cockatoo farmer

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Probably refers to the practice of working a small patch of land for a short period before moving on, in the manner of a feeding cockatoo.[1] Alternatively so called to compare the farmers with the common sulphur-crested cockatoo, which come down on the newly sown cornfields in myriads.[2]


cockatoo farmer (plural cockatoo farmers)

  1. (Australia, derogatory, obsolete) A small-scale farmer.
    • 1875, Anthony Trollope, Bradford Allen Booth (editor), The Tireless Traveler: Twenty Letters to the Liverpool Mercury, page 177,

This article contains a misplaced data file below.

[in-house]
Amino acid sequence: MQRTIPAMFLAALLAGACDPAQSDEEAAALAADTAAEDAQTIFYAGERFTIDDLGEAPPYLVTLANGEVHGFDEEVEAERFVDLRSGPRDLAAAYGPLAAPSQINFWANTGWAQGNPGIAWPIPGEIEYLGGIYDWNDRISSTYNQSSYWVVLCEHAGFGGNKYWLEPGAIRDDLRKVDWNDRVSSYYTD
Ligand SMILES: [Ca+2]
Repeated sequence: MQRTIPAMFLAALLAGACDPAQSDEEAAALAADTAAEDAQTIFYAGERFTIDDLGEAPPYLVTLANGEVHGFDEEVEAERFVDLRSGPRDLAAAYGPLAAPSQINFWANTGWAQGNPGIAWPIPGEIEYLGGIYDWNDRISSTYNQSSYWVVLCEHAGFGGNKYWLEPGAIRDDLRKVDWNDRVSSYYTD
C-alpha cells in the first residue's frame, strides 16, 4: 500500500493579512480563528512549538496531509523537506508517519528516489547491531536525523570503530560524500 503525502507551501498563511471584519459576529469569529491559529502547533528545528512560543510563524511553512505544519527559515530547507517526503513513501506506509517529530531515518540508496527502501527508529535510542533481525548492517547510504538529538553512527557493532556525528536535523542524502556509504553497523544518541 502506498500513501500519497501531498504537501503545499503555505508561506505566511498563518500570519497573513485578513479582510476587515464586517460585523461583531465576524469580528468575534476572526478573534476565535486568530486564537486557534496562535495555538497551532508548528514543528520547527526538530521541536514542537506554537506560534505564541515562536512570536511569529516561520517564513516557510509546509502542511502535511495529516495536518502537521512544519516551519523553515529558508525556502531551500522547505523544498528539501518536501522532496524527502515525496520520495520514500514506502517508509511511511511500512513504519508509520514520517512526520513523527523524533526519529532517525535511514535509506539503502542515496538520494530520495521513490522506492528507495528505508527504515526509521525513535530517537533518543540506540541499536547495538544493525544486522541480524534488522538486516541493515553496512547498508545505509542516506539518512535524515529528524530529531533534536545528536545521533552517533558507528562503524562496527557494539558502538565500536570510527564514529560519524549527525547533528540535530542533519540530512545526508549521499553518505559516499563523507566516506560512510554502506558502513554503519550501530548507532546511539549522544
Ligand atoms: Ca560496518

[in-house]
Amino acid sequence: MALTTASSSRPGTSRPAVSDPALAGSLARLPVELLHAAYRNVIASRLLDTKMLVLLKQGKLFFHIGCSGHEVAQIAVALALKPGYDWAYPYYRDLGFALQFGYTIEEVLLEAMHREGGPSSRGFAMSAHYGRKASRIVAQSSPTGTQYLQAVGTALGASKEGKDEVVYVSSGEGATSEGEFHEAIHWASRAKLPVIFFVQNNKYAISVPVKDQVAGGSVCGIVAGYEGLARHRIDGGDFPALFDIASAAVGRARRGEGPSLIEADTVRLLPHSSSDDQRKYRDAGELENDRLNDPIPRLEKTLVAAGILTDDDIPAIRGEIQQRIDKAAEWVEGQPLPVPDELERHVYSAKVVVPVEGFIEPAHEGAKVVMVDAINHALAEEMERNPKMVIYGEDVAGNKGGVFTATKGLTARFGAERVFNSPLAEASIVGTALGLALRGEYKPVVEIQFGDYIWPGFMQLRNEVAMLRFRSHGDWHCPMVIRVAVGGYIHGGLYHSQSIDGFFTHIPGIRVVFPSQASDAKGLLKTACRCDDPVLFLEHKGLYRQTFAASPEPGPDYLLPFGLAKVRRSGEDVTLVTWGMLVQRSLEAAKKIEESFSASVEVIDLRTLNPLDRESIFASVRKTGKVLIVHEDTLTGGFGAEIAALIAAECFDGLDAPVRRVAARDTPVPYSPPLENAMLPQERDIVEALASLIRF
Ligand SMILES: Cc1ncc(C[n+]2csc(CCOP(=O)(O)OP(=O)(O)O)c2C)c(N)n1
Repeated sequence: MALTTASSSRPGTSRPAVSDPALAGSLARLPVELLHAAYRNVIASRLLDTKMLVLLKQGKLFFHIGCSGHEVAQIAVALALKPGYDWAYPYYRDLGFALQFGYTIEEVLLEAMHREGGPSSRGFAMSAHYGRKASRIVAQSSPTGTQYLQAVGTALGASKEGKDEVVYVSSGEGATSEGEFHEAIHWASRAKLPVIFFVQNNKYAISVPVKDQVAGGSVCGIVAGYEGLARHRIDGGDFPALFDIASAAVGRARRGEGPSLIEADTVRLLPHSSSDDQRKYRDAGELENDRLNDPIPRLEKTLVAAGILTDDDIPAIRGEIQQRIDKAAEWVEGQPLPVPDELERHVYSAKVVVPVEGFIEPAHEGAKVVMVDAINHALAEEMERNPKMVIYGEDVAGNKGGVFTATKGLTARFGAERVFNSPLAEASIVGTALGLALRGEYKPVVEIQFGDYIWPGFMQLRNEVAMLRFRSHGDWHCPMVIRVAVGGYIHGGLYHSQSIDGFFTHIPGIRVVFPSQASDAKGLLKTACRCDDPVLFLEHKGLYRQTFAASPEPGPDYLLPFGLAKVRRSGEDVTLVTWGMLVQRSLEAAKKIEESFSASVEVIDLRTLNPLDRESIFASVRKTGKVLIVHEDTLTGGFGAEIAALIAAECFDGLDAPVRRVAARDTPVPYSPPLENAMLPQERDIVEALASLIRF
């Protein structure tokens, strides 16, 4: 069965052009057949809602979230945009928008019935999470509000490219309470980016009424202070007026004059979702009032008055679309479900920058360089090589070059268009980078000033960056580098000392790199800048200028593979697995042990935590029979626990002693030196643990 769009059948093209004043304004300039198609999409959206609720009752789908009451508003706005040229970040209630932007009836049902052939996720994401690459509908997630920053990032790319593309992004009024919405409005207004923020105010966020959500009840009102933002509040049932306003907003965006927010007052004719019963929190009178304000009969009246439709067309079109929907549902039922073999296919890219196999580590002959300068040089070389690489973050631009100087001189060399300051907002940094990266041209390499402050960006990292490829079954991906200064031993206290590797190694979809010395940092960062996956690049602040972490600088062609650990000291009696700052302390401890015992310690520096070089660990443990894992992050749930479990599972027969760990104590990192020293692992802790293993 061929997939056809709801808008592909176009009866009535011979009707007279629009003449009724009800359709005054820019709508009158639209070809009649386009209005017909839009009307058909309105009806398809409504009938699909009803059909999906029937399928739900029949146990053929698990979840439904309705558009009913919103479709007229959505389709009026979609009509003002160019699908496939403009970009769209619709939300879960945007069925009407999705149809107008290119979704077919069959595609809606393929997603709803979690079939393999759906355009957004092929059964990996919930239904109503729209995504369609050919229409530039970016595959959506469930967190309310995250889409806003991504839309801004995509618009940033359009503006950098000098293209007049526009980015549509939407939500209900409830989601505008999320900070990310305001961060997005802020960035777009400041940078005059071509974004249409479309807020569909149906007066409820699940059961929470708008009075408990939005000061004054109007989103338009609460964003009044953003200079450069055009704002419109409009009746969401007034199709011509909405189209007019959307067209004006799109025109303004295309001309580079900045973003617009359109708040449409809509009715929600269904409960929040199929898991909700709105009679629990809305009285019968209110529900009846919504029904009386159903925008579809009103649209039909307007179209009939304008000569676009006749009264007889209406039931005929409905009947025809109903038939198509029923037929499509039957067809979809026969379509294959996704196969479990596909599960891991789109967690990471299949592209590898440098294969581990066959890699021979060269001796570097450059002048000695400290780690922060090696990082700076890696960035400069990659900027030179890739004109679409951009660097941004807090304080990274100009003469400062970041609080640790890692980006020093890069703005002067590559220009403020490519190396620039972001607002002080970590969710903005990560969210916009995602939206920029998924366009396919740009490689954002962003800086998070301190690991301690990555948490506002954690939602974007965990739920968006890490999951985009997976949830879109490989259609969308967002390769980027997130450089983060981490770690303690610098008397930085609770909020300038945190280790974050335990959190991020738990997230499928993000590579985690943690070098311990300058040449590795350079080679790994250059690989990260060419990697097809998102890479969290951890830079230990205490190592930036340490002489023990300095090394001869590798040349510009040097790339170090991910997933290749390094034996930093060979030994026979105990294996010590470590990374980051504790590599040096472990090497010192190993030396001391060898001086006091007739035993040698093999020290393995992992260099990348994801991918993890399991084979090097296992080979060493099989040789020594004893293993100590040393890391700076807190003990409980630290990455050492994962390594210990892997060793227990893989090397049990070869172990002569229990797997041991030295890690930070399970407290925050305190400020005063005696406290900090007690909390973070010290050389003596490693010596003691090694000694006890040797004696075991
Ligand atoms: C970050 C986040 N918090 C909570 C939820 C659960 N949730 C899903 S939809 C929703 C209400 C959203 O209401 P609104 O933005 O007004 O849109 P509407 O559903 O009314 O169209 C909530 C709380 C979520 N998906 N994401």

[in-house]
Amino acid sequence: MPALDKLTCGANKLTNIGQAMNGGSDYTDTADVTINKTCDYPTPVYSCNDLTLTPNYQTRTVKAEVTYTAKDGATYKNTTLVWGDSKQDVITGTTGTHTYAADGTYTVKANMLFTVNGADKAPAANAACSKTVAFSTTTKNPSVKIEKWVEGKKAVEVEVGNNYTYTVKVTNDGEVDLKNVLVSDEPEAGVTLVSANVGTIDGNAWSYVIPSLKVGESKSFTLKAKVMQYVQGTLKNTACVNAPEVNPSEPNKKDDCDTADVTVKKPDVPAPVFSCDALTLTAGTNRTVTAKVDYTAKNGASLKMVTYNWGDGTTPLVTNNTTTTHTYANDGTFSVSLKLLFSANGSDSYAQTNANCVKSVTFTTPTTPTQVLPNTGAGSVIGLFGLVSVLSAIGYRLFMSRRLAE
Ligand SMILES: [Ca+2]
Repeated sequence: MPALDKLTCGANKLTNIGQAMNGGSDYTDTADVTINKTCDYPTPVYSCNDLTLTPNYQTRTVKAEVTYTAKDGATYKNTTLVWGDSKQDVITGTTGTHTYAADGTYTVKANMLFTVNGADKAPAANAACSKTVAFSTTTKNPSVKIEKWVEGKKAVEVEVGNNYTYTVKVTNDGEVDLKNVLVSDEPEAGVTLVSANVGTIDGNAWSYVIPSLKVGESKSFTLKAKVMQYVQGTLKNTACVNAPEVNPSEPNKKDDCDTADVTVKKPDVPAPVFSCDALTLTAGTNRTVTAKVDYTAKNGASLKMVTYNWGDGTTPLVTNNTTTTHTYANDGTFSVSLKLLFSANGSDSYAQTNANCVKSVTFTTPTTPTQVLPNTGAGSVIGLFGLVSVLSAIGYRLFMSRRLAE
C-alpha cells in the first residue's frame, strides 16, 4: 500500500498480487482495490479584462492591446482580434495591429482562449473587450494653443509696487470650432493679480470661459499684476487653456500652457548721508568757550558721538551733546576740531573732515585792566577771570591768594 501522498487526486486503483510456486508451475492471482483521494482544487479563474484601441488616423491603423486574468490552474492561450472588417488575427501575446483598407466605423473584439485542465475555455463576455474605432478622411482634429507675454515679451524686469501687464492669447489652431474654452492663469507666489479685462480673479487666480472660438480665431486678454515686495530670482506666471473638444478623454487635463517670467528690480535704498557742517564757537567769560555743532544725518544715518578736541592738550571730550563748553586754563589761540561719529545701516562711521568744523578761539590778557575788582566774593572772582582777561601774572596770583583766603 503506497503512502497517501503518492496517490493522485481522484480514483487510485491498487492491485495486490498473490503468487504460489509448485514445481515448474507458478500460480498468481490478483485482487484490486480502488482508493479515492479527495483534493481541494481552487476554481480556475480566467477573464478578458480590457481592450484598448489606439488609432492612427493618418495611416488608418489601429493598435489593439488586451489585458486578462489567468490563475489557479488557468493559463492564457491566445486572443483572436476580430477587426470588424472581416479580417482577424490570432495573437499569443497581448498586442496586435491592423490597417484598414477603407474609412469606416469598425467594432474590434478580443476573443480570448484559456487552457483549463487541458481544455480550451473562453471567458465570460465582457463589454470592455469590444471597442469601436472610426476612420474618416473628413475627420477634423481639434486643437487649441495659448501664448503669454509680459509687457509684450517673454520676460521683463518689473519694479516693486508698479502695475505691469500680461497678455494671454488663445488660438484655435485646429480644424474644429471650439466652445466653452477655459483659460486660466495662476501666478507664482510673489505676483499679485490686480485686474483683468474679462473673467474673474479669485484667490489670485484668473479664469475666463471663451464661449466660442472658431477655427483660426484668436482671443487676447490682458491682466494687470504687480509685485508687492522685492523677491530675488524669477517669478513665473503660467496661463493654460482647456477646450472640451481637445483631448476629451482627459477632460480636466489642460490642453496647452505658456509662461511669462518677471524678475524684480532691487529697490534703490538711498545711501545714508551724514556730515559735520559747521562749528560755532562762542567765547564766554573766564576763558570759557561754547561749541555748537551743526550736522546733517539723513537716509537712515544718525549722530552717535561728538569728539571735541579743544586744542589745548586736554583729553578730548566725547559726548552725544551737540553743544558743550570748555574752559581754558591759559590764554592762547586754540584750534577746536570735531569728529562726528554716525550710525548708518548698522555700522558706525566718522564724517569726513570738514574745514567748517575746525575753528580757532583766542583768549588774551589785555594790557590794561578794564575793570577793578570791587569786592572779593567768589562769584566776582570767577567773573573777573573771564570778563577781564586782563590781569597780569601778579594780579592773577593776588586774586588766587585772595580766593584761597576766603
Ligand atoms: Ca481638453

The cockatoo farmer of South Australia lives a plentiful but not a picturesque life, and unless he gets hopelessly into debt is his own master.
    • 1888, William Gordon Stables, From Squire to Squatter[1], page 182:
      “ Does it pay to breed cockatoos ?” said Archie innocently.
      “Don′t be the death o′ me, Johnnie. A cockatoo farmer is just a crofter. []
    • 1911, The Academy, Volume 81, page 415,
      This is the dwelling of a cockatoo-farmer, the humble agriculturist who makes the most of his thirty or forty acres of land, []

Usage notes[edit]

The term was used by squatters in disparagement of the small scale of the operations.


  1. ^ Australian National Dictionary Centre » Meanings and origins of Australian words and idioms » C.
  2. ^ Lentzner Karl, "Dictionary of the slang-english of Australia, and of some mixed languages", 1893.